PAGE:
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October 2012 Archives

Emergency Care Threatened By Readmission Reduction Program

Emergency care leading to hospital readmission rates within 30 days of a prior discharge will be penalized by Medicare and Medicaid in the form of reduced payments. The costs associated such readmission penalties will likely run into the millions of dollars. Two thirds of U.S. hospitals (2,211hospitals) will be penalized starting in 2013. Two hundred seventy eight (278) facilities have already been told that they will receive the maximum penalty of a 1% reduction in payments, which means millions less in payment to penalized hospitals. For example in Tennessee, Vanderbilt University Medical Center expects to be penalized between $500,000 and $1,000,000 a year, and Saint Thomas Health Hospital expects to lose about $1.2 million dollars a year in payments. Because every dollar lost hurts hospital operations, there will be increased pressure on Emergency Room physicians to not readmit recently discharged patients who need care.

Study Finds MRI More Reliable Than ECG in Diagnosing Heart Attacks

A recent study reveals that electrocardiograms (ECG) are failing to diagnose heart attacks in many cases. Failure to diagnose a heart attack on time can lead to delayed or no treatment, which can result in a subsequent heart attack-and even death.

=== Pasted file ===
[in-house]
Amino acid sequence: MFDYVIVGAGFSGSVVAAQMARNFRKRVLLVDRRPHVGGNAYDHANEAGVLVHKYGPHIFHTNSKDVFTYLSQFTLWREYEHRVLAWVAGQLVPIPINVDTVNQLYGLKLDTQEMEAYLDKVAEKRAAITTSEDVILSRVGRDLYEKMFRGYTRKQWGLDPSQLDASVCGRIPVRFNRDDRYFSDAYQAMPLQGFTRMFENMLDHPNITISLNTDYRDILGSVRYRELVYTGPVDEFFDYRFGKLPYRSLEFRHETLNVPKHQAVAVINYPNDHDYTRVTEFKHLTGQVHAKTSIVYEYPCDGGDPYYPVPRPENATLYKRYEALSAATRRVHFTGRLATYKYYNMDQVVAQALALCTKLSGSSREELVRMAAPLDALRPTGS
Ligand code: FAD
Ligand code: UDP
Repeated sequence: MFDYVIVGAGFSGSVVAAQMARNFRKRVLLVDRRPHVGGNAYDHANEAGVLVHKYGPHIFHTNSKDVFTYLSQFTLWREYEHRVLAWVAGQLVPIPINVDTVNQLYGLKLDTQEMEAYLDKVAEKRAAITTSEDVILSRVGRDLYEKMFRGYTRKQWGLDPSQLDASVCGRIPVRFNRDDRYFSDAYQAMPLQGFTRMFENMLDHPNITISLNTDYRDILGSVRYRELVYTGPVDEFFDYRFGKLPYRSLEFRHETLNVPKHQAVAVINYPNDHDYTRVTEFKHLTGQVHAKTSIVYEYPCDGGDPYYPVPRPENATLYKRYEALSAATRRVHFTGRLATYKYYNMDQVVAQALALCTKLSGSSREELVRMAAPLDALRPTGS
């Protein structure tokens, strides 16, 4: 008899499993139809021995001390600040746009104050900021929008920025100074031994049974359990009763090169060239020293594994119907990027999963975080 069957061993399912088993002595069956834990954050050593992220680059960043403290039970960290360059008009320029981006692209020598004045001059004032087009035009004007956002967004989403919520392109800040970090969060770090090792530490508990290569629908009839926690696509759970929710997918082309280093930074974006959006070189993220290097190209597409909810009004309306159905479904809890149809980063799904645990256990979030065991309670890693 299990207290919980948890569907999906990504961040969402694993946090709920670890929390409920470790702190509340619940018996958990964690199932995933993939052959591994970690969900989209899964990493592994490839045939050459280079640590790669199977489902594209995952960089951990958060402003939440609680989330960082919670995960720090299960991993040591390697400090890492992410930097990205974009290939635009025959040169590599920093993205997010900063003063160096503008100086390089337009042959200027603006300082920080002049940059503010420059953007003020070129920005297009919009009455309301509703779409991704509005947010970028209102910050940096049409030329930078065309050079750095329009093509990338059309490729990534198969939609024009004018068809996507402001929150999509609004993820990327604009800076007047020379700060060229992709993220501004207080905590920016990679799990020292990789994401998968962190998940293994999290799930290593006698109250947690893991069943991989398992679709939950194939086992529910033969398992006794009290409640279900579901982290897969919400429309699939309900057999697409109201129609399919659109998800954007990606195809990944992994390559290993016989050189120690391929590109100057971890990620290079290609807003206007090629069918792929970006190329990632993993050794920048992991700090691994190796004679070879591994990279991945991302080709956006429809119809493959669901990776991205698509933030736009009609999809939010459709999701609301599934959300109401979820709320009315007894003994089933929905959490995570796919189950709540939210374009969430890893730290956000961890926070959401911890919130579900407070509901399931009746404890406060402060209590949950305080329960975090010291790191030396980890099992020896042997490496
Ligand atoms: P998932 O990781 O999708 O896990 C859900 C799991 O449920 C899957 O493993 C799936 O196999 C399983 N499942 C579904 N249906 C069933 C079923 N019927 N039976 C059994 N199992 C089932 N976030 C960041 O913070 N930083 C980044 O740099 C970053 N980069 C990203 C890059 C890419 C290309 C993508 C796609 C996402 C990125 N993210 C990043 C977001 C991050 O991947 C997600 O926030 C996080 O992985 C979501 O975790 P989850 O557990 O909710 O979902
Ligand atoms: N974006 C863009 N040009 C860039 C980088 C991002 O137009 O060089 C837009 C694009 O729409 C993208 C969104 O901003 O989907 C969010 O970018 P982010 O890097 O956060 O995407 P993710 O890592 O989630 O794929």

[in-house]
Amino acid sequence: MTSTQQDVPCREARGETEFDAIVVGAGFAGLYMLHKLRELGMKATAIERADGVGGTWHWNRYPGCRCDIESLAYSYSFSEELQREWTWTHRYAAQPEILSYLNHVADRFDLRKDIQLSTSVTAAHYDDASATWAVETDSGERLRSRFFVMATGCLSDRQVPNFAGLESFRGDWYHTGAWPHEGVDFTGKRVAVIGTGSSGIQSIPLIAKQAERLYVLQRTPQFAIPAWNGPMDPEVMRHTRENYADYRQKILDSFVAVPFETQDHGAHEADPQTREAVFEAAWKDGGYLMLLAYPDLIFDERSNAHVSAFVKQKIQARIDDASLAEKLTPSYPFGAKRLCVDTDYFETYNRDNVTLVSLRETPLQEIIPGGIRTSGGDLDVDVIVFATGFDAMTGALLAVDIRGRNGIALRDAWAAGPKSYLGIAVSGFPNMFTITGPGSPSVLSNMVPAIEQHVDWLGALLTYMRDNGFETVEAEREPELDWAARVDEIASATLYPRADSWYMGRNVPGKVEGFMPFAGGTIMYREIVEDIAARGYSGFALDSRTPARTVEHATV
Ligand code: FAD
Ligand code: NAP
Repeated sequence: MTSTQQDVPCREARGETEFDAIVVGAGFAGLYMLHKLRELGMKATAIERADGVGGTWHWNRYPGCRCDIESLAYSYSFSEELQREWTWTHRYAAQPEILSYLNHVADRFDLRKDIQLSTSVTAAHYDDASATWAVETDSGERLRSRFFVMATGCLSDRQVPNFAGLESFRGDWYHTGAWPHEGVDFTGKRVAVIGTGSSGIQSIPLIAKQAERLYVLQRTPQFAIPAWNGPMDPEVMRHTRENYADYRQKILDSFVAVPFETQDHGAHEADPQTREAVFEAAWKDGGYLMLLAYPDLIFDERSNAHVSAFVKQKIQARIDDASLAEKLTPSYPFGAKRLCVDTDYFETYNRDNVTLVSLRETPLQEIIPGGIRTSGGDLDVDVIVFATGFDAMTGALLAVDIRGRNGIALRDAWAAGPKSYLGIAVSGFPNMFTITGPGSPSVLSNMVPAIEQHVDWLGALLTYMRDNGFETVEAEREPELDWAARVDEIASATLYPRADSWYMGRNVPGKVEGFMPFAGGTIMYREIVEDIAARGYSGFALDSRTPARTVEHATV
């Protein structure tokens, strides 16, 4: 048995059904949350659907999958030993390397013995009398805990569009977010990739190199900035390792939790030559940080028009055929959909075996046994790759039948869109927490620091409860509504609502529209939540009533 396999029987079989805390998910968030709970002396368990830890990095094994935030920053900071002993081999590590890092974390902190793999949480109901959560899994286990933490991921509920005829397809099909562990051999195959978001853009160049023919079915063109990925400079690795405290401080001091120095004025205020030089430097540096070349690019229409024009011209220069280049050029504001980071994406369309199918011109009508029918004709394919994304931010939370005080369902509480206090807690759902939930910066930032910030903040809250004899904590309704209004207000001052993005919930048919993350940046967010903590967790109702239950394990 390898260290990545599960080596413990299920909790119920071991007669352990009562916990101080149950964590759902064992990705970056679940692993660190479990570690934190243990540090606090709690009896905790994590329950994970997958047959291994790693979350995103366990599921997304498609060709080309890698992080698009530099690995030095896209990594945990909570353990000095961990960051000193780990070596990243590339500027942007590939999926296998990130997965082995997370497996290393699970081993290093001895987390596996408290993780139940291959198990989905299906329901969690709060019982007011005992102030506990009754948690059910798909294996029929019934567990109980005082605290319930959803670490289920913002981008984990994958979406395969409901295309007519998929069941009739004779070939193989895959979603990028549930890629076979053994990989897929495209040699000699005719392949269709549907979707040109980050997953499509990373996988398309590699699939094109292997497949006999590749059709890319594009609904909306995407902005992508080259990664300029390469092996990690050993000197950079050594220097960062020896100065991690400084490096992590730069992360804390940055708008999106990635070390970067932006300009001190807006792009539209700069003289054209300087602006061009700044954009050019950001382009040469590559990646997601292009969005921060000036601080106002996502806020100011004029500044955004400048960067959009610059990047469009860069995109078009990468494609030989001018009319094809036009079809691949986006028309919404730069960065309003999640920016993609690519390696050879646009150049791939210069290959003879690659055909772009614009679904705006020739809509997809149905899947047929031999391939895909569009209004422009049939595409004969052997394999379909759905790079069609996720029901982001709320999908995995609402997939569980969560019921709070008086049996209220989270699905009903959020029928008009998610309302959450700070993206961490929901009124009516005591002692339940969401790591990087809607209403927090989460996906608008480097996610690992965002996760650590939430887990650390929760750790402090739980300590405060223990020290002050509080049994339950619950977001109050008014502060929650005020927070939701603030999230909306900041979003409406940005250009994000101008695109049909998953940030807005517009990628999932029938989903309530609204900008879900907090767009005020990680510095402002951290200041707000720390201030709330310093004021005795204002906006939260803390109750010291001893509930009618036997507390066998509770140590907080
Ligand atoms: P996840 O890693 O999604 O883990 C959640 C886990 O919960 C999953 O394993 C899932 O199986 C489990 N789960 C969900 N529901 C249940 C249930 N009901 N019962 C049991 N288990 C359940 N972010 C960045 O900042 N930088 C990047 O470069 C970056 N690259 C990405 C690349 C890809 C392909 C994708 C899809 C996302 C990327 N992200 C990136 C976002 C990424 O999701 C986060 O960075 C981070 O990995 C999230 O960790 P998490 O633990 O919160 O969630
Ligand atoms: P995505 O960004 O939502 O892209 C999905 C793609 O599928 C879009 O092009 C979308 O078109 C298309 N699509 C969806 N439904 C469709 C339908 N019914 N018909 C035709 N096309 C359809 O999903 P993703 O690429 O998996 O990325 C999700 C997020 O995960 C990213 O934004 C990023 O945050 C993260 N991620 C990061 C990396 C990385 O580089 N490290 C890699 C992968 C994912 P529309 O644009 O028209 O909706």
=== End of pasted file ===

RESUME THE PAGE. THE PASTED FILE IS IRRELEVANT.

Patient Safety Requires High Index of Suspicion For Errors

To improve patient safety, doctors, nurses and all healthcare personnel must have a high index of suspicion for errors, reports a recent Medication Safety Alert in the Institute for Safe Medication Practices. Each person on the team must anticipate and investigate the possibility when any member of the healthcare team, regardless of experience or rank, expresses concern about possible errors or when patients are not responding to treatment as expected. Often the discovery of an error is begun when someone asks a question just because something doesn't seem right. Unfortunately, there is a hierarchy of rank amongst healthcare professionals that creates a culture where even the slightest questions about possible problems with patient care are not treated seriously and dismissed without any follow up. Outright intimidation and disrespect of medical subordinates are rare, but over-deference to "more experienced" providers is common. Subordinate staff who do speak up are easily convinced that their concerns are unfounded. As a result, opportunities to catch errors before harm occurs are lost.

Specialty Radiologists Improve Pediatric Care

Specialty radiologists improve pediatric care and disagree with the interpretations of critical imaging studies by community general radiologists in about 40% of cases. A study in the American Journal of Roentgenology examined the imaging reports of all pediatric patients at a major medical center, and compared the interpretations by community radiologists with those of pediatric radiology and neuroradiology specialists. Major disagreements between the general radiologist and the specialty radiologist reads were found in 22% of the studies, or 170 of the 773 examinations. Most major disagreements concerned the presence of fracture and hemorrhage, two conditions that often require emergent diagnosis and treatment.

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